As Daly saw the Titanic slowly sink, he noticed how the ship's stern was swinging to and fro. As it towered over him, he worried it would fall on the capsized lifeboat.
They were lucky. He said, "There was no suction at all that we felt. Our craft was not drawn in at all."
According to Irish Central, the boat Daly and the others were clinging to was once strapped to the roof of the officers' quarters. But when the sea started to ravage the Titanic, it was blown off the ship.
But before any further misfortune could visit the small craft, the RMS Carpathia arrived on the scene to rescue the Titanic's survivors.
Safe and sound at last
Irish Central further reported that a doctor named Frank Blackmarr happened to be aboard the Carpathia at the time and witnessed Daly's unconscious body being brought aboard.
After Daly was revived with stimulants and given a hot drink, Blackmarr wrote down his account of what had happened.
Not everyone was so lucky
Although it is unclear what exactly happened to Jonathan Burke and Nora Hegarty, it is sadly indisputable that neither shared Daly's fate.
Whether they were still on the Titanic or had jumped aboard like Daly, both drowned before the Carpathia arrived.
One of Burke's nieces, Mary Woods, told the Irish Independent it had taken days before Burke and Hegarty's families were even made aware of what had happened.
She said, "Jeremiah's mother was at a removal several days later when a person came up to her and said, 'I'm sorry for your loss.' It was only then that she found out what had happened."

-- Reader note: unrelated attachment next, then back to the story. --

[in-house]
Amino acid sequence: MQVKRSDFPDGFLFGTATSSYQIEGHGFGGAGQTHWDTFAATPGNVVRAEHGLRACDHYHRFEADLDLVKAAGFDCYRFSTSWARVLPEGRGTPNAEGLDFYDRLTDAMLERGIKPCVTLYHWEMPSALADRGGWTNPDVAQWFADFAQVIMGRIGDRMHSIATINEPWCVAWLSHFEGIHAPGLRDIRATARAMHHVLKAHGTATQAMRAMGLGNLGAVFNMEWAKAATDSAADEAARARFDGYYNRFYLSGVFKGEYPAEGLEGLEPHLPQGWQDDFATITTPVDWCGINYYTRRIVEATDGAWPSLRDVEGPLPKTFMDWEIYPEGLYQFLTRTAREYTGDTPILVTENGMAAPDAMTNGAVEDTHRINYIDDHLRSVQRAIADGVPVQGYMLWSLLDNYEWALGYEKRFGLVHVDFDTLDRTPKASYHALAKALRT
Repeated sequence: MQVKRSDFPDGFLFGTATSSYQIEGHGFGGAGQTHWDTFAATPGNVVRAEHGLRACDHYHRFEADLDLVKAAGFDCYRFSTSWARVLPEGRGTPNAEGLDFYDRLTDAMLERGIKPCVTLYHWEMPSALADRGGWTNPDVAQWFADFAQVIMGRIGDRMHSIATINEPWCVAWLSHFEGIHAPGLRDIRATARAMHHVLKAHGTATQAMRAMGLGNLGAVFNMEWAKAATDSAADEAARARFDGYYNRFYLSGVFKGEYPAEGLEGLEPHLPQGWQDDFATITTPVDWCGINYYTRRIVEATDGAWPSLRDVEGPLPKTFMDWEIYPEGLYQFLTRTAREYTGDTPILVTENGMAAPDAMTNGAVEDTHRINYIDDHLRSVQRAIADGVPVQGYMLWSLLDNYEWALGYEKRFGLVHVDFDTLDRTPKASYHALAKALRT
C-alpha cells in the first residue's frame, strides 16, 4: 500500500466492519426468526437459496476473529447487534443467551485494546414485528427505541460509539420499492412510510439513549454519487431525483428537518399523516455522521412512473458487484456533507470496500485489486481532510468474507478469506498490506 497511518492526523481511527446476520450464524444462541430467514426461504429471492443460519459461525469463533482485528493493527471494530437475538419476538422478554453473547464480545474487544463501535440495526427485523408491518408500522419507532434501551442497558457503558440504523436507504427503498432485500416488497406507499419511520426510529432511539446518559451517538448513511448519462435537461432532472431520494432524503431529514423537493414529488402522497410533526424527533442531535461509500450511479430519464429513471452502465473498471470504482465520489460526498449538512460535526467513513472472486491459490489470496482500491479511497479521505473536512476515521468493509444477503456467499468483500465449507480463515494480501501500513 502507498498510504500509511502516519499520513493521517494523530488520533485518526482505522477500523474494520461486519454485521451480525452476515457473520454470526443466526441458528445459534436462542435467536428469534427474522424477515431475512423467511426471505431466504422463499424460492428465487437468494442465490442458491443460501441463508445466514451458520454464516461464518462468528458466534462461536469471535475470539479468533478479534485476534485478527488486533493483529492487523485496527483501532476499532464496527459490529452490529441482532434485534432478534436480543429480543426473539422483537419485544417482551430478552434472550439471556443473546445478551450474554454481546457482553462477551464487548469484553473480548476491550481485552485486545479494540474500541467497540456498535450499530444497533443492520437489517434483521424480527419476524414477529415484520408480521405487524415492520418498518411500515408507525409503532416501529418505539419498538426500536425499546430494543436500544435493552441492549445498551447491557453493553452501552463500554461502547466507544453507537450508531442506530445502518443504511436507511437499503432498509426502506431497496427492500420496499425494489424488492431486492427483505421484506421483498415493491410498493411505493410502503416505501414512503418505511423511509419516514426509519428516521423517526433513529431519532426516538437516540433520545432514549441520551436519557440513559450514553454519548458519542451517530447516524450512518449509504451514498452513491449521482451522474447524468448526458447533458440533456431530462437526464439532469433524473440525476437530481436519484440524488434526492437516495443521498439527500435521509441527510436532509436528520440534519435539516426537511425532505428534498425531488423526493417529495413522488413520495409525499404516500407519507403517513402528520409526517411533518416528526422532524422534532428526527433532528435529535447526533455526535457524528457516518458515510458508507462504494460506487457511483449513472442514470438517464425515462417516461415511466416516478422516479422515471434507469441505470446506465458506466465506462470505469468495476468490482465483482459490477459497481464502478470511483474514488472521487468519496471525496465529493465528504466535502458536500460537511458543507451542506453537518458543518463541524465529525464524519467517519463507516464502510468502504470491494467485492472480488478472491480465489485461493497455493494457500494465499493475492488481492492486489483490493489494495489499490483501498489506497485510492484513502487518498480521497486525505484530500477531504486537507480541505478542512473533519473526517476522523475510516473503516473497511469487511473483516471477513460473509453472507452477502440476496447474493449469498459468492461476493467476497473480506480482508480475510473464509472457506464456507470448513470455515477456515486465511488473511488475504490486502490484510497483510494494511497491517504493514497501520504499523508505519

A broken heart
Woods further recounted the devastating effect this news had on Burke's mother when she did finally learn of his fate.
Woods said, "She died of a broken heart within the year."
A small miracle
The BBC reported that a year after the tragedy occurred, a small bottle was discovered on the shores of Dunkettle.
And even before the contents were examined, this was considered an incredible find because it washed ashore only a few miles from Burke's family home.
His identity was confirmed
The small bottle contained a brief message; even before anyone read it, it was clear that Burke had written it.
Not only was the bottle a match for the small vial of holy water his mother had given right before he boarded the Titanic, but Woods told the Irish Independent that one of his bootlaces was tied to the bottle.
A final message
For Burke's grieving family, this miraculous appearance served as a final farewell from him. And whether he meant to or not, that's exactly what the young man had written.
As the note read, "From Titanic, goodbye all, Burke of Glanmire, Cork."